November 7, 2014

Clinical Vignette 7

An elderly man from Indonesia presented with loss of appetite and weight for 6 weeks, with fever and night sweats for the last 2 weeks. He had no contact history of note, and was previously well. Clinical examination was unremarkable except for a temperature of 38.3 degrees Celsius.

His chest X-ray and a representative cut from the CT thorax is shown below.

Chest X-ray of the elderly Indonesian gentleman

Chest X-ray of the elderly Indonesian gentleman

CT thorax - lung window

CT thorax – lung window

Question: What is the diagnosis?

[Updated 15th November 2014]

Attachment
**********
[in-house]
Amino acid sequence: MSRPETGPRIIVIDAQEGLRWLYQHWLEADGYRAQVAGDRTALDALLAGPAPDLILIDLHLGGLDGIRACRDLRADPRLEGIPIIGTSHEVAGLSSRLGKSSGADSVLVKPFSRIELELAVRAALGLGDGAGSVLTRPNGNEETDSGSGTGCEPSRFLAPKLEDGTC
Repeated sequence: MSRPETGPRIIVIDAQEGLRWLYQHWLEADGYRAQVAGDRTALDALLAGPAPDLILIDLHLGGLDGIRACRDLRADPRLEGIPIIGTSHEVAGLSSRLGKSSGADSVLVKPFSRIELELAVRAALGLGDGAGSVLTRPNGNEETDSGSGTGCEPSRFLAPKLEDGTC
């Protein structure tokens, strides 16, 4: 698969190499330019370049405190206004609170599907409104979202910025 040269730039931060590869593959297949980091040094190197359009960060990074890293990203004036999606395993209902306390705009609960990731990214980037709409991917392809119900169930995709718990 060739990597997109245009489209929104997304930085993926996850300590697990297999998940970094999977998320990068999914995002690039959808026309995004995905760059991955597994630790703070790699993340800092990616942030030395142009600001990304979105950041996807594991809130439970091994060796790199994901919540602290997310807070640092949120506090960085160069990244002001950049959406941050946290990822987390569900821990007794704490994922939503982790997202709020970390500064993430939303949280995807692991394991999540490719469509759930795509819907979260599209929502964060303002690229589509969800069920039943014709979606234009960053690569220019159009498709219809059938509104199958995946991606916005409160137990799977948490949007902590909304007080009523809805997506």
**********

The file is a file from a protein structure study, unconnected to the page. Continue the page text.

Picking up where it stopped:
The CT (it’s much harder to appreciate on the chest X-ray) shows “millet-like” nodules over the lung fields. The second sputum specimen sent was positive for acid-fast bacilli on microscopy, and both sputum samples grew Mycobacterium tuberculosis. This man had miliary tuberculosis, so termed because of the appearance of the many tiny lung nodules on histology. Although the risk of mortality is higher than “ordinary” pulmonary tuberculosis, treatment is the same.

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Clinical vignette